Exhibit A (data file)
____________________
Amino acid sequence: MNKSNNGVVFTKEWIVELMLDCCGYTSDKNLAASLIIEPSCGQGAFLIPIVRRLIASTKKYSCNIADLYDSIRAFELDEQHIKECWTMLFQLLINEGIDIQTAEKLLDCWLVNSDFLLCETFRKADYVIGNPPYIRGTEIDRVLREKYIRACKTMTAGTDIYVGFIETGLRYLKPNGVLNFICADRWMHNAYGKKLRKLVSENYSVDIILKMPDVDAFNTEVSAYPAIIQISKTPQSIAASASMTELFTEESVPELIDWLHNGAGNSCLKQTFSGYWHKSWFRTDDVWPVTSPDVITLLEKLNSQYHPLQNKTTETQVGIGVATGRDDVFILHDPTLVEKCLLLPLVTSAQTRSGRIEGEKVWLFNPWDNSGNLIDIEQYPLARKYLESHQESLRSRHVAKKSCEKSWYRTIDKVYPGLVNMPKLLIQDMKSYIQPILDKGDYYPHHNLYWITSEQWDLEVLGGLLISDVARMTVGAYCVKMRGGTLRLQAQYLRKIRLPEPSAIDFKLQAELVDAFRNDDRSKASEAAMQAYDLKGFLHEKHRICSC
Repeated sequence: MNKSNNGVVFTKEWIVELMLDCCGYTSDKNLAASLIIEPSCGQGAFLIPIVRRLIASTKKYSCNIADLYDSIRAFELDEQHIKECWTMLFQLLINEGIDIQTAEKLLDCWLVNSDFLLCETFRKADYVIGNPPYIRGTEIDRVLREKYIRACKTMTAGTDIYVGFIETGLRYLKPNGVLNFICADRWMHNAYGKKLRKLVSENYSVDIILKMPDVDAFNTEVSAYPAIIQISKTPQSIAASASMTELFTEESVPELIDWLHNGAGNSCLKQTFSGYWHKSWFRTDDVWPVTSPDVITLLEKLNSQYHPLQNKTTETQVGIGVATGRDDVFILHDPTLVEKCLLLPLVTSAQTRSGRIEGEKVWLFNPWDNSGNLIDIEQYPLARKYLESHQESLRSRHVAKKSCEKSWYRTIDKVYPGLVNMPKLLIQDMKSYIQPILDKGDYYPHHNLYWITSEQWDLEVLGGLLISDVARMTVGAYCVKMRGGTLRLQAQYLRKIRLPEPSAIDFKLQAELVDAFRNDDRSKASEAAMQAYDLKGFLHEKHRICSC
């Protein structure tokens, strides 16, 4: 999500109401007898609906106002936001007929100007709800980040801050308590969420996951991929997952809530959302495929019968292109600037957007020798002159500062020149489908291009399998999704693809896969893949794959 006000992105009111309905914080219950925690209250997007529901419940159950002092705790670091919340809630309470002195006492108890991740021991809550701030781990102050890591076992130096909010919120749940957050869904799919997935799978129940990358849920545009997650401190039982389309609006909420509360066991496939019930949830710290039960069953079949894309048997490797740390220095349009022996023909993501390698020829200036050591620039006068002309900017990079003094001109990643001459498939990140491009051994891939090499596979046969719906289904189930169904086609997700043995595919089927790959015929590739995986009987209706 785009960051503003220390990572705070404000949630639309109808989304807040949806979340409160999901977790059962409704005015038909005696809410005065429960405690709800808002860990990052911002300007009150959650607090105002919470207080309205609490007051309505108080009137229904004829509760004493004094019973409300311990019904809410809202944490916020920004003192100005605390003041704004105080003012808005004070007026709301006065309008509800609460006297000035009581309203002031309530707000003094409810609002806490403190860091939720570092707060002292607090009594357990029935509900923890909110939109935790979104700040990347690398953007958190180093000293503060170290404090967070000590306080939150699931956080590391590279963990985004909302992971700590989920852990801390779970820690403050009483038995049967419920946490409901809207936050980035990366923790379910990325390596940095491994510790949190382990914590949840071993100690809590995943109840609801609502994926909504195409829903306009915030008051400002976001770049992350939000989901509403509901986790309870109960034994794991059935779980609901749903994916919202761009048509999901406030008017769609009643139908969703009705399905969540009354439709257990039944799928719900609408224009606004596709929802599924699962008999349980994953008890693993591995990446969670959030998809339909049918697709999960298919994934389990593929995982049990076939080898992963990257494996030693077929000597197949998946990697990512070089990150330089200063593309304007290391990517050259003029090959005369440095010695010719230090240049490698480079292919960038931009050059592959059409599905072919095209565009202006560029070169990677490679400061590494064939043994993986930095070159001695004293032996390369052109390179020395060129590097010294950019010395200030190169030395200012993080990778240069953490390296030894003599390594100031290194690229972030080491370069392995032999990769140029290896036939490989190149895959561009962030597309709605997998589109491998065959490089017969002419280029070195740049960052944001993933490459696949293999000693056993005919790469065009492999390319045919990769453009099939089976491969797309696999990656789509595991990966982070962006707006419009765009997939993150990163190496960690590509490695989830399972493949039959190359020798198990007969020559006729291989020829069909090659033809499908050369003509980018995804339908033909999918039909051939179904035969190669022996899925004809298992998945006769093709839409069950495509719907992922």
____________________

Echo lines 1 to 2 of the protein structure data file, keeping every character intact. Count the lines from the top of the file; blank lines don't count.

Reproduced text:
Amino acid sequence: MNKSNNGVVFTKEWIVELMLDCCGYTSDKNLAASLIIEPSCGQGAFLIPIVRRLIASTKKYSCNIADLYDSIRAFELDEQHIKECWTMLFQLLINEGIDIQTAEKLLDCWLVNSDFLLCETFRKADYVIGNPPYIRGTEIDRVLREKYIRACKTMTAGTDIYVGFIETGLRYLKPNGVLNFICADRWMHNAYGKKLRKLVSENYSVDIILKMPDVDAFNTEVSAYPAIIQISKTPQSIAASASMTELFTEESVPELIDWLHNGAGNSCLKQTFSGYWHKSWFRTDDVWPVTSPDVITLLEKLNSQYHPLQNKTTETQVGIGVATGRDDVFILHDPTLVEKCLLLPLVTSAQTRSGRIEGEKVWLFNPWDNSGNLIDIEQYPLARKYLESHQESLRSRHVAKKSCEKSWYRTIDKVYPGLVNMPKLLIQDMKSYIQPILDKGDYYPHHNLYWITSEQWDLEVLGGLLISDVARMTVGAYCVKMRGGTLRLQAQYLRKIRLPEPSAIDFKLQAELVDAFRNDDRSKASEAAMQAYDLKGFLHEKHRICSC
Repeated sequence: MNKSNNGVVFTKEWIVELMLDCCGYTSDKNLAASLIIEPSCGQGAFLIPIVRRLIASTKKYSCNIADLYDSIRAFELDEQHIKECWTMLFQLLINEGIDIQTAEKLLDCWLVNSDFLLCETFRKADYVIGNPPYIRGTEIDRVLREKYIRACKTMTAGTDIYVGFIETGLRYLKPNGVLNFICADRWMHNAYGKKLRKLVSENYSVDIILKMPDVDAFNTEVSAYPAIIQISKTPQSIAASASMTELFTEESVPELIDWLHNGAGNSCLKQTFSGYWHKSWFRTDDVWPVTSPDVITLLEKLNSQYHPLQNKTTETQVGIGVATGRDDVFILHDPTLVEKCLLLPLVTSAQTRSGRIEGEKVWLFNPWDNSGNLIDIEQYPLARKYLESHQESLRSRHVAKKSCEKSWYRTIDKVYPGLVNMPKLLIQDMKSYIQPILDKGDYYPHHNLYWITSEQWDLEVLGGLLISDVARMTVGAYCVKMRGGTLRLQAQYLRKIRLPEPSAIDFKLQAELVDAFRNDDRSKASEAAMQAYDLKGFLHEKHRICSC